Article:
While our competitors have chosen to pursue a buy strategy to advance their advertising business objectives and pay for it primarily through their balance sheets rather than their P&L, we are executing primarily a build strategy which should enable us to take advantage of the convergence of Search and Display in a way that will be truly differentiating versus existing legacy systems.
Our advertisers have recognized the strategic advantage of being able to target their audience with the right ad, in the right place, at the right time in the most compelling format. We believe this requires platforms specifically designed to deliver on this promise at scale, with new levels of insight, transparency and openness. We believe the ROI on these investments will be very favorable, just as the ROI on Panama and behavioral targeting initiatives have been in the past.
Although our expected non-TAC cost structure in ‘08 is less than that of our major competitors, we feel we can be more efficient by better aligning our priorities against tightly-defined objectives and by embarking upon a strategic workforce realignment that reinforces this focus.
At the same time, we’ll continue to aggressively attract and hire talent and deploy resources in support of our major strategic initiatives, because the market and the returns are very large if we accomplish our objectives.
In conclusion, we’re working diligently to transform Yahoo! on multiple fronts. We are streamlining our organization, empowering leaders and improving processes to ensure focus, speed of execution and accountability. We’re prioritizing our resources around key starting points and creating differentiation in those products. We’re pursuing meaningful, incremental monetization opportunities for our inventory and that of our partners.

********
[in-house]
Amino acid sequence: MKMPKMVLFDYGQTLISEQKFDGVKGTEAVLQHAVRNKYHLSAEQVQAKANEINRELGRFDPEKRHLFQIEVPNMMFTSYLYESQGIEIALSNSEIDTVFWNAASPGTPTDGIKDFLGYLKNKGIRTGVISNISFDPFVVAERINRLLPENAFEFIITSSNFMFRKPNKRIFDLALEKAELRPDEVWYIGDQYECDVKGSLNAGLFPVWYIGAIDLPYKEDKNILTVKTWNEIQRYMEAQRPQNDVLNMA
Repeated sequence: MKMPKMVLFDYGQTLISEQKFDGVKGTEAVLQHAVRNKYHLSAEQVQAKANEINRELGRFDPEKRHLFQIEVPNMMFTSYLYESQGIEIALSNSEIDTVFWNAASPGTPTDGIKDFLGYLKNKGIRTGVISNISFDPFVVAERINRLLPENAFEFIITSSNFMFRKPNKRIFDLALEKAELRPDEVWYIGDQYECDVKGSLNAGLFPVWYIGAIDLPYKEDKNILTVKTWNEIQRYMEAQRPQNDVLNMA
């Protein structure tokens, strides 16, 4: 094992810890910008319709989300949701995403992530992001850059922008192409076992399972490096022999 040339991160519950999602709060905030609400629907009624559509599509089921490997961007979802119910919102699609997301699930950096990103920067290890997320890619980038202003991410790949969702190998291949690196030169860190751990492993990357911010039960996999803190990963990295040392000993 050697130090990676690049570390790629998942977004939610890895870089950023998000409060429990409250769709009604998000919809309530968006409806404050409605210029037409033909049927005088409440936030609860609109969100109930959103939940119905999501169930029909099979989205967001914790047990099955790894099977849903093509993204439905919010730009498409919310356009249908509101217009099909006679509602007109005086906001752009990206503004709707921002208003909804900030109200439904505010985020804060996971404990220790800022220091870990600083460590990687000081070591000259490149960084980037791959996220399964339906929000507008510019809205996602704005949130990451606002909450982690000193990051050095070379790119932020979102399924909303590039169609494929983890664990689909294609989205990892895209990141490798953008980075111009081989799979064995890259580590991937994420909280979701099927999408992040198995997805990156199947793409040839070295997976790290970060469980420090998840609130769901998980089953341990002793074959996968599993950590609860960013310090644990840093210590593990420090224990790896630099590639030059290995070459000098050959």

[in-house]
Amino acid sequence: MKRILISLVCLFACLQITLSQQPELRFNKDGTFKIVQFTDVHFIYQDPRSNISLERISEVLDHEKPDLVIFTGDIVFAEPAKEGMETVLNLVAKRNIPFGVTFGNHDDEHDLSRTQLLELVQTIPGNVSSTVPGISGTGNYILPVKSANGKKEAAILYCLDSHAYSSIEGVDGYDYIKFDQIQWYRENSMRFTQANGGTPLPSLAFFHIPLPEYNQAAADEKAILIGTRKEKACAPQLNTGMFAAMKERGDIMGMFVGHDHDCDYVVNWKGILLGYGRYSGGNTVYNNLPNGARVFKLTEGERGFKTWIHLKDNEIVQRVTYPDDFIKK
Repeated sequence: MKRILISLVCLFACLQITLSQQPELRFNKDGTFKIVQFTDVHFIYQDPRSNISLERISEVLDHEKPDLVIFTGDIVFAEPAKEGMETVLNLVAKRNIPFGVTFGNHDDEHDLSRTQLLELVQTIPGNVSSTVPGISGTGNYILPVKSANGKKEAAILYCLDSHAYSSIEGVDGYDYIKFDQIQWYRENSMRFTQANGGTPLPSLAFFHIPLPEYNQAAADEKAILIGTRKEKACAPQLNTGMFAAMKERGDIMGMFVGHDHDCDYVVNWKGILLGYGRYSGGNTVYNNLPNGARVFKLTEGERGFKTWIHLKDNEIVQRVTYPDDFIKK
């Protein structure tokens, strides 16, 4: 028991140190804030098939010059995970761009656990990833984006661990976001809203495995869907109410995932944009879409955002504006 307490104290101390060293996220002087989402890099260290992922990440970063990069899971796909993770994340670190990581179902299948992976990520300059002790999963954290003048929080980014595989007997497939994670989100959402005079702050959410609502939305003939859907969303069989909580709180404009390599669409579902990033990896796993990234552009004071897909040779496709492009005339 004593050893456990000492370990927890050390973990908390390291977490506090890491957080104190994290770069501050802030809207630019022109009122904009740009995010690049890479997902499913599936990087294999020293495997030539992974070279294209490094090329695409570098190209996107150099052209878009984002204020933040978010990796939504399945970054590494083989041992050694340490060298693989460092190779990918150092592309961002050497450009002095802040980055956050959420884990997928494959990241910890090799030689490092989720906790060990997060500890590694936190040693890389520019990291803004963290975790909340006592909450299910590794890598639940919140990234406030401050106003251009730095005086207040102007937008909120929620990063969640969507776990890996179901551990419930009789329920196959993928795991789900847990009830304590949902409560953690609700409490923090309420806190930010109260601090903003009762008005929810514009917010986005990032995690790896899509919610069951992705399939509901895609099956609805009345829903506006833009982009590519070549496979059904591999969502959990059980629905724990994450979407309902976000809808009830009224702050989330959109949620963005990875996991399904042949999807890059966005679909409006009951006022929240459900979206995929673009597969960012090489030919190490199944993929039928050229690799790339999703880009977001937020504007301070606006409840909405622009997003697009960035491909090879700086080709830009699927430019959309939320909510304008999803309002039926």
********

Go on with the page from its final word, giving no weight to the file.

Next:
Although there is much more to do, we’re excited that we are increasingly moving from a catch-up mode to one of true differentiation. As we move beyond the renegotiated business development deals that held back growth in ‘07 and will again in ‘08, the favorable growth in our underlying core businesses is likely to become much more visible.
With that, let me turn it to Blake to provide more detail on our financial results and outlook.
Thanks, Sue. First I’ll walk you through the fourth quarter and full year 2007 results and then we’ll spend some time on the 2008 outlook. I’ll begin with free cash flow which was $330 million in the fourth quarter and $1.337 billion for the full year. These figures reflect receipt of a $52 million payment from Rogers Communications related to the successful renewal of our broadband partnership. Excluding this one-time item, our free cash flow for the full year was $1.285 billion. For the year, free cash flow excluding the one-time Rogers payment represented 67% of operating cash flow.
Our cash and marketable securities balance was $2.4 billion at year end. We invested over $600 million in acquisitions that closed during Q4, including BlueLithium and Zimbra. We repurchased over $200 million of stock in open market transactions. For the full year, we invested nearly $1 billion in acquisitions and repurchased over $1.8 billion of our stock.
In addition to our cash and marketable securities balances, our equity interest in several entities provided incremental balance sheet value. The value of our direct and indirect interests in the publicly traded securities of Yahoo! Japan, Alibaba.com and Gmarket were valued at approximately $14 billion in the public markets or over $10 per share at year end. These figures include the value of the shares of Alibaba.com held by Alibaba Group of which we own 40%. These figures do not include estimates of the value of Alibaba Group’s other privately-held businesses such as Taobao, Alipay and China Yahoo! which we believe provide additional value.
Let’s now move to the P&L. While we have focused on revenue ex-TAC in recent years, we increasingly view GAAP revenue as an important measure of our overall advertising reach, as our display advertising partnerships become a more strategic part of our overall business. GAAP revenue was $1.832 billion in the fourth quarter. Revenue ex-TAC came in at $1.403 billion, advancing 14% year over year. Of the 14% growth, acquisitions and exchange rates each contributed approximately 2 points.